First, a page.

Spatial Configurations of the Anonymous
Social spaces are ‘produced,’ not ‘created’. This implies a process that both accumulates and discards meaning. Hence, spaces consist of produced things, including people’s bodies. The experience of social spaces is bodily since they are able to dictate what practices are or are not possible. In J.M. Coetzee’s Life and Times of Michael K, the protagonist navigates through a highly policed environment where, in order to cross its boundaries, the body must subject itself to Foucauldian technologies of domination – lines, registration, permits. Such a regulated space produces through time specific meanings and social relations that fix the body within prescribed modes of experiencing. K, however, succeeds in slipping through the net into a space that is fluid and ambiguous. The place he seeks resides in the recollections of his now dead mother. Here, he lives far from the planned spaces that characterise the world of men and women and ekes out an existence in the anonymous and symbolic world of the countryside, unfettered by visible boundaries like walls and fences. K’s flight from a planned to a lived space underlines Bachelard’s notion that despite their regulated nature, spaces possess a symbolic order that allows for a dreaming of possibilities; that is, it enables, a la Derrida, the body to write upon the text of space. The paper argues that K produces an anonymous space by submerging himself into a world of symbolic memory and meanings, thereby escaping the spatial practices of discursive environments.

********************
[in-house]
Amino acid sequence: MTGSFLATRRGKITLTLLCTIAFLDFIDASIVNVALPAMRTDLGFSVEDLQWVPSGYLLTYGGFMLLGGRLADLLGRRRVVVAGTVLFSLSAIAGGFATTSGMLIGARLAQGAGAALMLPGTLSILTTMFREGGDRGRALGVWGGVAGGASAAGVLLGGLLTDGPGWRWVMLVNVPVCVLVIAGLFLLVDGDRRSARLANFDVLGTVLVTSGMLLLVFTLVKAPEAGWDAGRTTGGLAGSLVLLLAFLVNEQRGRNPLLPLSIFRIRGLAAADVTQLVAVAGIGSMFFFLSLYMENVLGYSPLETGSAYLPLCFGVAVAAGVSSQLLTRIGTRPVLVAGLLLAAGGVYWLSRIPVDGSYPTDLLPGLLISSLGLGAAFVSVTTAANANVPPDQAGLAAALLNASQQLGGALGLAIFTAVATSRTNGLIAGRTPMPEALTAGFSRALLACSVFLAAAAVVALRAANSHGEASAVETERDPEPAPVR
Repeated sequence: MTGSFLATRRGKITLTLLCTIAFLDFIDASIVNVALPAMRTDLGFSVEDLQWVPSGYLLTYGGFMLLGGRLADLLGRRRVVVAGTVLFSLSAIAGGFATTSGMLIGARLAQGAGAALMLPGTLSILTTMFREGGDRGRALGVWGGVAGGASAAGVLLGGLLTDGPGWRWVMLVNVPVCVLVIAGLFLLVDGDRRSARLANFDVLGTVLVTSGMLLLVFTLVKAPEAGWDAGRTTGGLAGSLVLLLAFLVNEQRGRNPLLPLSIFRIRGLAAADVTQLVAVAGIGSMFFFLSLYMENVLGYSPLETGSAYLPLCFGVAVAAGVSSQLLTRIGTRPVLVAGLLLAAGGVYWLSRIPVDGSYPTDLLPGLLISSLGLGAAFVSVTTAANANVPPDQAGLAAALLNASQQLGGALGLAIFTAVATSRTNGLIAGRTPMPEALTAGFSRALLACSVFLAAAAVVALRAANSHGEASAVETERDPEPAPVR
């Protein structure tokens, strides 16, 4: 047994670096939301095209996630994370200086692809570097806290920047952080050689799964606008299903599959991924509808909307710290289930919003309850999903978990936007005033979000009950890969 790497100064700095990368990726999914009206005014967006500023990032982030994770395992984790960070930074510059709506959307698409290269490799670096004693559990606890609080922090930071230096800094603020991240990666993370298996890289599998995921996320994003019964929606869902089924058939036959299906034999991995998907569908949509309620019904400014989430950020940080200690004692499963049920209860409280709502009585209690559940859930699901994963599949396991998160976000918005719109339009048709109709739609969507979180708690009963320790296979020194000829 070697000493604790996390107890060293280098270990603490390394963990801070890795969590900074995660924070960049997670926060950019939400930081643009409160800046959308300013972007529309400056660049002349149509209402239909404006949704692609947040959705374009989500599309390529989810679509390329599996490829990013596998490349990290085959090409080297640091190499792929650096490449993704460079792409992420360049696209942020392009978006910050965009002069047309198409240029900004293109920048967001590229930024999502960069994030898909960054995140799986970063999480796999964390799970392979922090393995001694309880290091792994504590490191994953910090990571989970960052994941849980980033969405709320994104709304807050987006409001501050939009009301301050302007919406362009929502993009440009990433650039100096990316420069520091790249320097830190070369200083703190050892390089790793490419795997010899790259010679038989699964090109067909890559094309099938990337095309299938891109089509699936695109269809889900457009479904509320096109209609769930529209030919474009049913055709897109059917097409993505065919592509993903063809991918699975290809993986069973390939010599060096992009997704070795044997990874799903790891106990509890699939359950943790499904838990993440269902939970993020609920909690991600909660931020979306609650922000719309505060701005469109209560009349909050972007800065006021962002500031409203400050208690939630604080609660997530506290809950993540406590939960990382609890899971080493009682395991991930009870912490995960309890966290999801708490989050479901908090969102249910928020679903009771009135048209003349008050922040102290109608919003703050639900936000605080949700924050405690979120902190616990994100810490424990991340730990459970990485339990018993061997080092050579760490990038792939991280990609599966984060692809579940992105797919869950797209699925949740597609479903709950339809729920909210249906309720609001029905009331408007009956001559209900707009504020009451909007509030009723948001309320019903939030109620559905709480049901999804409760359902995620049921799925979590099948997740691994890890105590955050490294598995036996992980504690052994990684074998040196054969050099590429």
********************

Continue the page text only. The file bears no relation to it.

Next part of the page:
Niven Kumar (Australia)
Department of English Division of Humanities
PhD candidate in Macquarie University; M.Soc.Sci. (Sociology) National University of Singapore; BA (Honours) Australian National University
Person as Subject
(30 min. Conference Paper, English)